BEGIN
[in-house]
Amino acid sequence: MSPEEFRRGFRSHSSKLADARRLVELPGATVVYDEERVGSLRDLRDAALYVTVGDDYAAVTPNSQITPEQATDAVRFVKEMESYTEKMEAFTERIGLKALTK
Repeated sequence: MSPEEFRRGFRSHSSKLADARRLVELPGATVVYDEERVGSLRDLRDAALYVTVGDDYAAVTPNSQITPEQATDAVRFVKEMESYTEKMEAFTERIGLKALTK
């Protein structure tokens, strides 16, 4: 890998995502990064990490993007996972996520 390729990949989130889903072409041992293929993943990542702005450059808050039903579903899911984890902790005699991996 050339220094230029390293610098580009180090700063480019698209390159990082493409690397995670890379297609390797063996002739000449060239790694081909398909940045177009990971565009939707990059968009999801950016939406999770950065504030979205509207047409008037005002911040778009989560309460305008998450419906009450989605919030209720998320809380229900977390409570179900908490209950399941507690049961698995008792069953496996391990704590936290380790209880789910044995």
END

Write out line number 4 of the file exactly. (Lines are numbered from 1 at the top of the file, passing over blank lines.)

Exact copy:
């Protein structure tokens, strides 16, 4: 890998995502990064990490993007996972996520 390729990949989130889903072409041992293929993943990542702005450059808050039903579903899911984890902790005699991996 050339220094230029390293610098580009180090700063480019698209390159990082493409690397995670890379297609390797063996002739000449060239790694081909398909940045177009990971565009939707990059968009999801950016939406999770950065504030979205509207047409008037005002911040778009989560309460305008998450419906009450989605919030209720998320809380229900977390409570179900908490209950399941507690049961698995008792069953496996391990704590936290380790209880789910044995």